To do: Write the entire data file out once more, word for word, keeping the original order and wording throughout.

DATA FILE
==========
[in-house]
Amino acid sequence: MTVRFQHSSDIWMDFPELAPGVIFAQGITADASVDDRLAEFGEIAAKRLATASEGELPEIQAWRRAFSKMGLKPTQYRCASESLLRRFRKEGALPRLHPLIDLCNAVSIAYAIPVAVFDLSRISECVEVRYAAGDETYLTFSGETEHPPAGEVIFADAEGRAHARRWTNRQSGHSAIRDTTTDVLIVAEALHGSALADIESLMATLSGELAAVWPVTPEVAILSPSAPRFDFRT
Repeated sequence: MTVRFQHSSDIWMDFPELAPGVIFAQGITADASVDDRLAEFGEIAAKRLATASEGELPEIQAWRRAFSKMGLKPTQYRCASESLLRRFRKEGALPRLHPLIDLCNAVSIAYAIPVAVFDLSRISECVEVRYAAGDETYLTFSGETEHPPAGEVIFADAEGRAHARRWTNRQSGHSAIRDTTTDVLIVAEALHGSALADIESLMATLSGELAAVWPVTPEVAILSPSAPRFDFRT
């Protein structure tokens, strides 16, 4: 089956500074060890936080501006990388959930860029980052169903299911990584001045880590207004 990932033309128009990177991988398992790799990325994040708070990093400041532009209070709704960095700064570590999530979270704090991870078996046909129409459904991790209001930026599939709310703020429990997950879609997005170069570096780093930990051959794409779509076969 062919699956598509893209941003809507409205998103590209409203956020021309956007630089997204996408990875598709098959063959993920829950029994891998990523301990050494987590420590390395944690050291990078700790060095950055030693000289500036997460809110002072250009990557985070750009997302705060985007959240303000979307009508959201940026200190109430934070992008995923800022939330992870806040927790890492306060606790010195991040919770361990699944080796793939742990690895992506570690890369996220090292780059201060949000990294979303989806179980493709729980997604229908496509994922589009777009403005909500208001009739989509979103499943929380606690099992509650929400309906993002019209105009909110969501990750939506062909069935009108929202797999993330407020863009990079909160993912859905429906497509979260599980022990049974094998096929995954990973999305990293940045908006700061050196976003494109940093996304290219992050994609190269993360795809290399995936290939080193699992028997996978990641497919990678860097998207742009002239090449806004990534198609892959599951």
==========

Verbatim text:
[in-house]
Amino acid sequence: MTVRFQHSSDIWMDFPELAPGVIFAQGITADASVDDRLAEFGEIAAKRLATASEGELPEIQAWRRAFSKMGLKPTQYRCASESLLRRFRKEGALPRLHPLIDLCNAVSIAYAIPVAVFDLSRISECVEVRYAAGDETYLTFSGETEHPPAGEVIFADAEGRAHARRWTNRQSGHSAIRDTTTDVLIVAEALHGSALADIESLMATLSGELAAVWPVTPEVAILSPSAPRFDFRT
Repeated sequence: MTVRFQHSSDIWMDFPELAPGVIFAQGITADASVDDRLAEFGEIAAKRLATASEGELPEIQAWRRAFSKMGLKPTQYRCASESLLRRFRKEGALPRLHPLIDLCNAVSIAYAIPVAVFDLSRISECVEVRYAAGDETYLTFSGETEHPPAGEVIFADAEGRAHARRWTNRQSGHSAIRDTTTDVLIVAEALHGSALADIESLMATLSGELAAVWPVTPEVAILSPSAPRFDFRT
């Protein structure tokens, strides 16, 4: 089956500074060890936080501006990388959930860029980052169903299911990584001045880590207004 990932033309128009990177991988398992790799990325994040708070990093400041532009209070709704960095700064570590999530979270704090991870078996046909129409459904991790209001930026599939709310703020429990997950879609997005170069570096780093930990051959794409779509076969 062919699956598509893209941003809507409205998103590209409203956020021309956007630089997204996408990875598709098959063959993920829950029994891998990523301990050494987590420590390395944690050291990078700790060095950055030693000289500036997460809110002072250009990557985070750009997302705060985007959240303000979307009508959201940026200190109430934070992008995923800022939330992870806040927790890492306060606790010195991040919770361990699944080796793939742990690895992506570690890369996220090292780059201060949000990294979303989806179980493709729980997604229908496509994922589009777009403005909500208001009739989509979103499943929380606690099992509650929400309906993002019209105009909110969501990750939506062909069935009108929202797999993330407020863009990079909160993912859905429906497509979260599980022990049974094998096929995954990973999305990293940045908006700061050196976003494109940093996304290219992050994609190269993360795809290399995936290939080193699992028997996978990641497919990678860097998207742009002239090449806004990534198609892959599951």